Modern Adaptation of Purcell’s “The Fairy Queen”
Chicago’s historic and newly resurrected Studebaker Theatre is the place for a modern “reimagining” opera from Henry Purcell by the Chicago Opera Theatre and includes the Haymarket Opera Orchestra and includes the California-based performance troupe Culture Clash.
“Regietheater“ is German for director's theater and is a term that refers to the modern practice of allowing a director total freedom in devising the way a given opera is staged so that the creator's original, specific intentions or stage directions can be changed, together with major elements of geographical location, chronological situation, casting and plot. Typically such changes may be made to point a particular political point or modern parallels which may be remote from traditional interpretations.
COT’s General Director Andreas Mitisek, puts his own personalized and modern political spin on Purcell’s adaptation of Shakespeare’s classic with an edgy and hilarious examination of the messes mere mortals make of relationships.
History of The Fairy Queen
The original The Fairy Queen of 1692 was a Restoration spectacular and a sign of the coming 18th century vogue for Italian opera. It was originally an extravaganza filled with swans, dancing monkeys and green savages. It was the first stage show in England with a scene in Chinese taste and had an enormous cast of singers, dancers, chorus, actors and acrobats. Its twelve-foot high working fountain and six real live monkeys have become notorious in theatrical history. In COT’s production we do not get any of that.
COT’s Modern Twist
Ron and Tanya, known to some as Oberon and Titania, are preparing to throw a party to celebrate Ron’s birthday at “Fairy Queen” a night club in sultry Las Vegas. The party planning comes to halt when Tanya discovers Ron flirting with one of the club’s dancers. In a haphazard attempt to fix the blunder, Puck (the club owner) offers Ron a mysterious juice from a cactus flower to renew Tanya’s love. The concoction does as promised, but cupid’s arrow has missed its mark. The magic potion finds its way into several unwitting hands causing lovers’ eyes to wander, lines of sexual orientation to blur, and hilarious chaos to arise. Shakes, a drunken poet, stands readily by to trade his sonnets for drinks and give his unsolicited advice to the lost lovers.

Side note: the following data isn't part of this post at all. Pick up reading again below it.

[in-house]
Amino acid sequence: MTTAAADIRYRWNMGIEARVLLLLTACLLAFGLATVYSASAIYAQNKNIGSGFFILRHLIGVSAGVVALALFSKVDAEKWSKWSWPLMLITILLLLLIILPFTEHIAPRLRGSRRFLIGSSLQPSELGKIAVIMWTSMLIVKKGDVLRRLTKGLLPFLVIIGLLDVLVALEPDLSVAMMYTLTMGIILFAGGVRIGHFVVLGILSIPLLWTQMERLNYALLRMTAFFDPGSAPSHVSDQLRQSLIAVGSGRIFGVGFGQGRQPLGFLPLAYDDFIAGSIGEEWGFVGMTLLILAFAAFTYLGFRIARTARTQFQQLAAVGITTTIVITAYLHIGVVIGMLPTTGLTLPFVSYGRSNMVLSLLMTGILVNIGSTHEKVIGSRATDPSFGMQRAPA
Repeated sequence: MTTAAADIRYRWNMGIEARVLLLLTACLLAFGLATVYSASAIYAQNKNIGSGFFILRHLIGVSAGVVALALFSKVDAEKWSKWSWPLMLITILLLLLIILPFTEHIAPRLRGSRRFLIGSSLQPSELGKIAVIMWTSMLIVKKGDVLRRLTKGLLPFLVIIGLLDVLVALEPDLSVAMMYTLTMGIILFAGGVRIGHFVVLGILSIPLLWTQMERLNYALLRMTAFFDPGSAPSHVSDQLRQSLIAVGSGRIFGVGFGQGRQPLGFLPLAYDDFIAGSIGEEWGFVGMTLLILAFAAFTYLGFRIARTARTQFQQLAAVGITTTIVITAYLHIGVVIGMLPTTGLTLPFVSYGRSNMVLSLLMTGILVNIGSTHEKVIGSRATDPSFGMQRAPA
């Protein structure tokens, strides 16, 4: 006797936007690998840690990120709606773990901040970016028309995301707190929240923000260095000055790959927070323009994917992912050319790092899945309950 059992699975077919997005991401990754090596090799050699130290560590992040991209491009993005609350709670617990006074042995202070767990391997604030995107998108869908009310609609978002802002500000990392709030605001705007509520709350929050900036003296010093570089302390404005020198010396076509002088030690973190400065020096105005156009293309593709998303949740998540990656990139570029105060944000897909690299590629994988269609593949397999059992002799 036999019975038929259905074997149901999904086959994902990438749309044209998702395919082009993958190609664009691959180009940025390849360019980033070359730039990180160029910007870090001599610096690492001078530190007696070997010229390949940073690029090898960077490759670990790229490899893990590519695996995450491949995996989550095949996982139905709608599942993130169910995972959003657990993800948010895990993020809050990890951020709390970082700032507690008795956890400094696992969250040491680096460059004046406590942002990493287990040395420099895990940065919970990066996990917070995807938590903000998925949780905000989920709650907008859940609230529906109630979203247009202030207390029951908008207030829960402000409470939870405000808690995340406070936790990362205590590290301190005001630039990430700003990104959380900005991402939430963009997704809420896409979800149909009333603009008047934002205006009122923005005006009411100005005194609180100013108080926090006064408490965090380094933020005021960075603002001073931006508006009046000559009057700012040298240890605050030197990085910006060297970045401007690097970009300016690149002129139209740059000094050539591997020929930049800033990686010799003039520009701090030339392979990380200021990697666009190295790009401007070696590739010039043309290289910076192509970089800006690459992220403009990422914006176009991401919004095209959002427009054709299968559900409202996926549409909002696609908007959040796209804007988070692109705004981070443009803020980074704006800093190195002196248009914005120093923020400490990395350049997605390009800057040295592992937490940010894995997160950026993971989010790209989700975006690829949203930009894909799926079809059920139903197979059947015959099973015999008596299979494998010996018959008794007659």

The witty, clever and naughty libretto, adapted from A Midsummer Night’s Dream, is performed in English and the song “Hush, No More” is simple, brilliant and a lullaby. The Fairy Queen is brilliantly conducted by Jory Vinikour and the music of the Restoration is enchantingly performed by the Haymarket Opera Orchestra. Immediately at the overture, I knew this production would be a pleasure to hear with much of it played on instruments of that age.
The cast of The Fairy Queen includes the talented, gorgeous and diva-like Kim Jones in the role of Tanya/The Fairy Queen. Ms. Jones is alum of Lyric Opera’s Ryan Opera Center and has performed often on the Lyric stage. She is a favorite of the Houston (very) Grand Opera and has toured internationally. Cedric Berry sang the role of Ron/The Fairy King to much success. Mr. King along with Ms. Jones was exceptionally well cast and the two were a powerhouse of sound, passion and eventual love.
His bass baritone is powerful, never forced and I understood every word he sang. He is also a fine actor— something rarely seen in today’s opera. Marc Molomot was Fairy Queen Club owner Puck and Roberto Gomez as Shakes the Poet. Ryan Belongie as Lysander and Darryl Taylor as Herman made a very funny gay counter-tenor couple freshly married. Scott Brunscheen as Demetrius and Alexandra Martinez as Helena made a unique impression as a 3-year on again off-again couple sent to Vegas by their therapist to explore one another’s vulnerabilities. The entire quartet of these two loving couples possesses perfect voices and control, and together with Ms. Jones and Mr. Berry were worth the price of admission alone.
Tanya’s final line summed up the evening: “My grandma used to tell me: ‘you fall in love by chance but you stay in love by choice.’”
Friday, November 11, 7:30 p.m.
Sunday, November 13, 3 p.m.
Studebaker Theatre, 410 S. Michigan Ave. Chicago, IL.
$39 -$125 can be purchased by calling 312.704.8414 or via chicagooperatheater.org.
Photos: Liz Lauren